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File photo of a number of houses for sale in Calgary in August, 2010. (Chris Bolin for The Globe and Mail)
File photo of a number of houses for sale in Calgary in August, 2010. (Chris Bolin for The Globe and Mail)

Alberta housing market set to surge: BMO Add to ...

Alberta’s housing market, led by Calgary, is poised for a boom, Bank of Montreal economist Robert Kavcic says in a report to be released Friday afternoon.

The province’s housing market is quickly heating up again, fuelled by a stronger economy. Barring a sudden drop in oil markets, home prices and construction in Alberta will continue to climb in the year ahead, he says.

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That, he adds, will likely send the province’s housing market down a different path than most of the country.

But he says that the strong pace of growth is not likely to cause Alberta’s housing market to reach the frenzied state it did back in 2006 and 2007. And he concludes that, “for policy makers, this is clearly a case of superior economic and demographic fundamentals at work, not a bubble rearing its head.”

The backdrop is the provincial economy, which Mr. Kavcic notes has bucked the national trend towards stagnation by showing improving momentum over the past year.

“Our 2014 real GDP growth forecast pegs Alberta [at] a hefty 1.2 percentage points above the national average,” he writes. “Also, employment growth is running at a firm 3.8 per cent year-over-year clip, versus next to no growth on balance in the rest of the country, while retail sales growth is more than twice the nearest competitor. What was traditionally a ‘West versus the Rest’ comparison has now morphed into ‘Alberta versus the Rest.’”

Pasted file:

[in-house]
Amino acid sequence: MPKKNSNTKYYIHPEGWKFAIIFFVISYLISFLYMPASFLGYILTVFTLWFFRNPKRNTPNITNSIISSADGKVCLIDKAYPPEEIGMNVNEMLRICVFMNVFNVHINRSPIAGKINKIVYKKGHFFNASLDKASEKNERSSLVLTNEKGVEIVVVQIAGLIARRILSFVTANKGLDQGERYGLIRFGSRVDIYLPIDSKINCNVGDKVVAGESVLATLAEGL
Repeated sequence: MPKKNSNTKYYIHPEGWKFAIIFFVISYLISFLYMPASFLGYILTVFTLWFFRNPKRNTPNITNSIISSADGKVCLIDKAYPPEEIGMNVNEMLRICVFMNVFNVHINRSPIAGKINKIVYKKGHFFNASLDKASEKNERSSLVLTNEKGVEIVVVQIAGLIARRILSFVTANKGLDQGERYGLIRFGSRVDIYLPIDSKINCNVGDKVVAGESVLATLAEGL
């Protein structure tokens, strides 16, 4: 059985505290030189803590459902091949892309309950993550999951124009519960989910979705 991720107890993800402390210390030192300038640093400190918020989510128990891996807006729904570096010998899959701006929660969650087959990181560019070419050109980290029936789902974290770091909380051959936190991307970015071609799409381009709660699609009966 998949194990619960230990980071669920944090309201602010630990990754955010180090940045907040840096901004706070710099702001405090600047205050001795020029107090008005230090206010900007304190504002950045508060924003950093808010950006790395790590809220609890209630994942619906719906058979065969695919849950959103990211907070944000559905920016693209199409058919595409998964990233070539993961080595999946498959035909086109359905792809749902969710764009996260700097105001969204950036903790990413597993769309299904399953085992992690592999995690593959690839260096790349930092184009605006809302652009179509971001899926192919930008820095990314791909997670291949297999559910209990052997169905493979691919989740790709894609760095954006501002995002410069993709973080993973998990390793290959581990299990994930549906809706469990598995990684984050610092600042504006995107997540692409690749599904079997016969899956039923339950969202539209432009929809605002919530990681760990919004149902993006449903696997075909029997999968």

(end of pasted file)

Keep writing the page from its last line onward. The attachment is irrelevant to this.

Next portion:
The healthy economy is attracting new people: Alberta’s population growth has surged to 3.5 per cent year-over-year, the fastest pace in more than three decades and “every province in Canada is now seeing a net outflow of migrants to Alberta,” Mr. Kavcic writes. While most of the job growth is in the resource sector, that’s also lifting other fields from construction to hospitality.

“The result of these favourable economic and demographic fundamentals is that Alberta’s housing market has abruptly tightened, and could well be decoupling from the rest of Canada,” he writes. “Benchmark prices in Calgary are up a strong 9 per cent year-over-year and recently topped levels seen at the height of the prerecession energy boom – Edmonton is within a hair of peak levels as well.”

Calgary’s sales-to-new listings ratio is now “miles above the national average” but “we’re a long way away from the extreme conditions seen in 2006/07, when almost all new listings were being immediately absorbed, and it’s unlikely that the market is destined to revisit those conditions,” the report says. And “despite the strong rebound in prices, various valuation metrics check in near 10-year averages and comfortably below levels seen during the 2006/07 frenzy.”

“Interestingly, despite far superior demographic, economic and supply fundamentals, valuations also fall comfortably below the national average with affordability better than in Vancouver and Toronto, and on par with Montreal,” he writes. “From this perspective, there appears to be room for prices to run higher still.”

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